Canadian Heritage Minister Pablo Rodriguez released a “What We Heard Report” on the government’s consultation on online harms earlier today. To the government’s credit, the report is remarkably candid as it does not shy away from the near-universal criticism that its plans sparked, including concerns related to freedom of expression, privacy rights, the impact of the proposal on certain marginalized groups, and compliance with the Canadian Charter of Rights and Freedoms. The report provides a play-by-play of these concerns, leaving little doubt that a major reset is required. The government telegraphed a change in approach with the Rodriguez mandate letter, which explicitly stated that the online harms legislation “should be reflective of the feedback received during the recent consultations.”
DANGER INTERNETS AHEAD by Les Orchard (CC BY-NC 2.0) https://flic.kr/p/cSsSX
Time to Hit the Reset Button: Canadian Heritage Releases “What We Heard” Report on Online Harms Consultation
Last week, I posted on the results of this summer’s online harms consultation, which remains shrouded in secrecy as the Canadian government still refuses to disclose the hundreds of submissions it received. That post focused on the common concerns raised in the submissions as pulled from my ongoing blog post that features links to dozens of submissions that have been independently posted. This second post highlights frequently cited recommendations. These recommendations are particularly important given that the mandate letter for Canadian Heritage Minister Pablo Rodriguez indicates that any online harms legislation “should be reflective of the feedback received during the recent consultations.”
The results of this summer’s online harms consultation remains largely shrouded in secrecy as the Canadian government still refuses to disclose the hundreds of submissions it received. Canadian Heritage Minister Pablo Rodriguez now leads the file, but he has said little about his department’s plans or explained why a public consultation should not feature public availability of the submissions. I have maintained an ongoing blog post with links to dozens of submissions that have been independently posted. While even a cursory review reveals widespread criticism, I’ve worked with the University of Ottawa law student Pelle Berends to do a deeper dive on the available submissions. This first post identifies the common concerns raised in the submissions with a chart breaking down the positions posted below. A second post will highlight frequently raised recommendations.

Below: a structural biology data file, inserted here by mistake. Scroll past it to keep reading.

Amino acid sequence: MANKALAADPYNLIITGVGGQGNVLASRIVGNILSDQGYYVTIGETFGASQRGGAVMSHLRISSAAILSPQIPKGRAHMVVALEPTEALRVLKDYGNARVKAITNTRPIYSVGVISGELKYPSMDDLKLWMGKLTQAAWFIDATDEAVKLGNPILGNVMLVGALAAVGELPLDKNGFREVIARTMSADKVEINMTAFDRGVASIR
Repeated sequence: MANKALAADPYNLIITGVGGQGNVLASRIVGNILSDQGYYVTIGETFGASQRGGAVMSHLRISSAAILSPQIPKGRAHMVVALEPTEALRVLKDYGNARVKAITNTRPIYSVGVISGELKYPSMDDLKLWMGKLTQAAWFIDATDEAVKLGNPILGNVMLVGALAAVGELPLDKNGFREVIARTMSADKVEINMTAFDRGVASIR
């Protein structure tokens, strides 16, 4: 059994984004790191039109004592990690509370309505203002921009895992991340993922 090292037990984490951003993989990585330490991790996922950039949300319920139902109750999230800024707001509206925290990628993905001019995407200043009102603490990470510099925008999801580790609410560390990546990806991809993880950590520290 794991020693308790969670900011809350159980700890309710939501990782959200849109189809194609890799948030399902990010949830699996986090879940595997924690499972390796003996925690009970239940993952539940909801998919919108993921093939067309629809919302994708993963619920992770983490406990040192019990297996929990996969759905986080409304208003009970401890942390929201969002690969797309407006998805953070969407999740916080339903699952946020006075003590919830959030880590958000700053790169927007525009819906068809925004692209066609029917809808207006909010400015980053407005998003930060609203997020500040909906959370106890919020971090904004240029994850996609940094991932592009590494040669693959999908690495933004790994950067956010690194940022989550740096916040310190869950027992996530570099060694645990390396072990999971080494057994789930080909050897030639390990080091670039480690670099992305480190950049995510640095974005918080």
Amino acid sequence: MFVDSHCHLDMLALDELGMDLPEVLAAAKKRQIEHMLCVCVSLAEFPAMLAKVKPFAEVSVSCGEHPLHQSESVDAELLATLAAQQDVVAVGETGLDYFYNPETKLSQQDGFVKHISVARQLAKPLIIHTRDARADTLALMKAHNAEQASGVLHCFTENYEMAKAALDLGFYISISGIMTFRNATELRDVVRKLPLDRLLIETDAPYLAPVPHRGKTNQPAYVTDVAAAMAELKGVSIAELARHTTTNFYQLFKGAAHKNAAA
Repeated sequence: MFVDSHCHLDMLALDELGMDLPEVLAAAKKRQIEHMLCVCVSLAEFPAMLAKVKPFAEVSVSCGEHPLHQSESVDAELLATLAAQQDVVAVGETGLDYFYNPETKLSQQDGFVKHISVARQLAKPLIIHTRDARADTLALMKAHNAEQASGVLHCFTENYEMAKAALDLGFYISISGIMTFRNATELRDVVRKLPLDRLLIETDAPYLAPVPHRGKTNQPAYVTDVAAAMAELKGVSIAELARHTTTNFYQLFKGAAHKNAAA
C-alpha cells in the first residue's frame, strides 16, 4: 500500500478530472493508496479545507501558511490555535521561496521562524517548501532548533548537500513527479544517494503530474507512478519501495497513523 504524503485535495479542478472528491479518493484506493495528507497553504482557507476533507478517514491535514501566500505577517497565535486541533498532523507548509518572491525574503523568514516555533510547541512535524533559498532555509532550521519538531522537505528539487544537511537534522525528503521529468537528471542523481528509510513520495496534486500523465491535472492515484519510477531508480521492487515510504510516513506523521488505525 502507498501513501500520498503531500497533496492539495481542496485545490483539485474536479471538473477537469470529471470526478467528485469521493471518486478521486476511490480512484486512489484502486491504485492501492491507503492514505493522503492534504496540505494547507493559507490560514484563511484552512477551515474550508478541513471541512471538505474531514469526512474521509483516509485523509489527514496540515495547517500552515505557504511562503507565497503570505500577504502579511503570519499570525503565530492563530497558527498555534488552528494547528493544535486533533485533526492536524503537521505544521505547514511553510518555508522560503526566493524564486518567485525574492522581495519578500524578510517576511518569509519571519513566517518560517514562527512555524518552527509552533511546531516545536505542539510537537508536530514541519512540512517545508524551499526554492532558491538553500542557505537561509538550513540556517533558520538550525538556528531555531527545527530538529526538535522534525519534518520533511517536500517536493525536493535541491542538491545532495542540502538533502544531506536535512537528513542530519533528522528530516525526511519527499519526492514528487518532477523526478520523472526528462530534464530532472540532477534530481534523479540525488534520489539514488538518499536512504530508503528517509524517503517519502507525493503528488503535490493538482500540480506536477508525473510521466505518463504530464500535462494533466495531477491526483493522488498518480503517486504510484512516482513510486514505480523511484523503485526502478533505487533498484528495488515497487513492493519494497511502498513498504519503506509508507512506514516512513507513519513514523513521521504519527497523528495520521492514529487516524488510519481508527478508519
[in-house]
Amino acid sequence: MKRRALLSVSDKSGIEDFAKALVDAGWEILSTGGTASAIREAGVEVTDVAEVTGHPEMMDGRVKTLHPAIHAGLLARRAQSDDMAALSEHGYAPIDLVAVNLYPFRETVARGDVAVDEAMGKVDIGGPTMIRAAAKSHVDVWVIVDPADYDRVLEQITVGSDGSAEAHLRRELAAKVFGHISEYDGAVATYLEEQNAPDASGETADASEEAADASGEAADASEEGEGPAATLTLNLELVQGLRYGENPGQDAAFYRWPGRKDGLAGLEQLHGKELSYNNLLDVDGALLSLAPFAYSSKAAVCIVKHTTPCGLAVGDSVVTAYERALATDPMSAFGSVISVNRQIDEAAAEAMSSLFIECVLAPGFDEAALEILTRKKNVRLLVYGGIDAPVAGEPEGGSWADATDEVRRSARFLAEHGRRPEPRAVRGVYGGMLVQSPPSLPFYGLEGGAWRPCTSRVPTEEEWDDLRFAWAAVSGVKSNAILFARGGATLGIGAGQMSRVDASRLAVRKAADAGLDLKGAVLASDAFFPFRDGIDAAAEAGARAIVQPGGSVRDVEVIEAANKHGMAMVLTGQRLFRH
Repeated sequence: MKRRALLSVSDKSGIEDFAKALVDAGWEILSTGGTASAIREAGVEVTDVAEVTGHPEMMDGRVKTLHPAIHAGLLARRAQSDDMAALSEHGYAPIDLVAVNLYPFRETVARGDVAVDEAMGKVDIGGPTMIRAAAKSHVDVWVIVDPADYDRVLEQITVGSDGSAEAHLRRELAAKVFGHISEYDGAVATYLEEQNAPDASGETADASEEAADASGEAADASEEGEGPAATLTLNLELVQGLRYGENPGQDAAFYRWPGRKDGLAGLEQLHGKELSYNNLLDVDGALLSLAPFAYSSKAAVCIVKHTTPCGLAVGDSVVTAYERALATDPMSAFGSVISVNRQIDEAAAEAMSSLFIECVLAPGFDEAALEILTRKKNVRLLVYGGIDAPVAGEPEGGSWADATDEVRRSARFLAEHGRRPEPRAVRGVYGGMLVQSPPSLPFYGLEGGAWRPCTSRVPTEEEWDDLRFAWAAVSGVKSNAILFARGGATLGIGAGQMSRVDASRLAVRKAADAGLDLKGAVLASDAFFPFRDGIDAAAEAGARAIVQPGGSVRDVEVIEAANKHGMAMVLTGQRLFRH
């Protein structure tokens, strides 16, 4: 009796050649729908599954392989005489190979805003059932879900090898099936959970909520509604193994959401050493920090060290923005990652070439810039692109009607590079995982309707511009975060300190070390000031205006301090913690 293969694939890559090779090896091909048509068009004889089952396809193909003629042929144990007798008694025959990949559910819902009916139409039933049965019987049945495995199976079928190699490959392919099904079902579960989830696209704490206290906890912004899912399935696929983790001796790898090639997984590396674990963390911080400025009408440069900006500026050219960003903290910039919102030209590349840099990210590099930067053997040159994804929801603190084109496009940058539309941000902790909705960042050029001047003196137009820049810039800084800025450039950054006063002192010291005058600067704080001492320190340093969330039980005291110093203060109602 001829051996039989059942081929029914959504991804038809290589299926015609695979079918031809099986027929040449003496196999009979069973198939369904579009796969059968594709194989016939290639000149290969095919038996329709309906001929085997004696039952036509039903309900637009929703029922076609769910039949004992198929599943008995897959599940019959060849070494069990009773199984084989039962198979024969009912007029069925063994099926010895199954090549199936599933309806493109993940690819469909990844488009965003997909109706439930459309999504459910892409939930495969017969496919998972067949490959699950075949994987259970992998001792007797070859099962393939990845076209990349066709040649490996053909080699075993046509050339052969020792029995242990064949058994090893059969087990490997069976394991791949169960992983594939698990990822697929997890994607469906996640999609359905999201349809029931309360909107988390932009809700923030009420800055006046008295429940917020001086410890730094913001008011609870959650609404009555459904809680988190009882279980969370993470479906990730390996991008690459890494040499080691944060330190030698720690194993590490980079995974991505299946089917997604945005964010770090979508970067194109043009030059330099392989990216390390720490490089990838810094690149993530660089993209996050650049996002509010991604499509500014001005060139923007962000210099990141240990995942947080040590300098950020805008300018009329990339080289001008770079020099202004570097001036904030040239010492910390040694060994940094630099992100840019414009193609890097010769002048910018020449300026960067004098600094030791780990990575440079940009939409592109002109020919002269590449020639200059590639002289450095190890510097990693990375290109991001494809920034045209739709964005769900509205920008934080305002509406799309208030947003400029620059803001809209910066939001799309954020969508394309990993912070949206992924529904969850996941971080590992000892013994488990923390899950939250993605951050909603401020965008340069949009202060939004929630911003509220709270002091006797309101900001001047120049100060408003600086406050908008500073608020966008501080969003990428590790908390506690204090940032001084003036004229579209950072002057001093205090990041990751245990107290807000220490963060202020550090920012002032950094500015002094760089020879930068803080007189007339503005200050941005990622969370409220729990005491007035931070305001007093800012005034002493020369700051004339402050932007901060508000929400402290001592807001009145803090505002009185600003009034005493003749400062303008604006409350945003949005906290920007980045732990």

The Law Bytes Podcast, Episode 109: Striking the Balance on Misinformation and Freedom of Expression – My Examination of Canadian Policy Solutions
The Canadian Parliament is set to resume this week and it’s a safe bet that Internet regulation will be part of the legislative agenda in the coming months. One of the toughest policy issues involve misinformation, which can be difficult to define and potentially to regulate. The Canadian Commission on Democratic Expression was established in spring 2020 with a three-year mandate to better understand, anticipate, and respond to the effects of new digital technologies on public life and Canadian democracy. As part of its work, it created a Citizens’ Assembly comprised of Canadians from across the country who recently gathered for several days to debate disinformation online. Last week, I was honoured to deliver a dinner speech to the group followed by a facilitated discussion. This week’s podcast features a recording of that lecture with the slides posted here.
The Law Bytes Podcast, Episode 104: Taylor Owen on What the Latest Facebook Revelations Mean for Canada’s Online Harms Legislative Plans
Facebook has once again found itself in the political spotlight as Frances Haugen, a former data scientist and product manager with the company turned whistleblower, provided the source documents for an explosive investigative series in the Wall Street Journal followed by an appearance before a U.S. Senate committee. The Facebook Files series comes just as Canada is moving toward its own legislative response to Internet concerns, with an online harms consultation that provides a roadmap for future policies.
The Canadian initiative has sparked widespread criticism, but recent events may only increase the calls for legislative action. Taylor Owen, the Beaverbrook Chair in Media, Ethics and Communications in the Max Bell School of Public Policy at McGill University joins the Law Bytes podcast to discuss the latest revelations and what they might mean for the future of Canadian Internet regulation.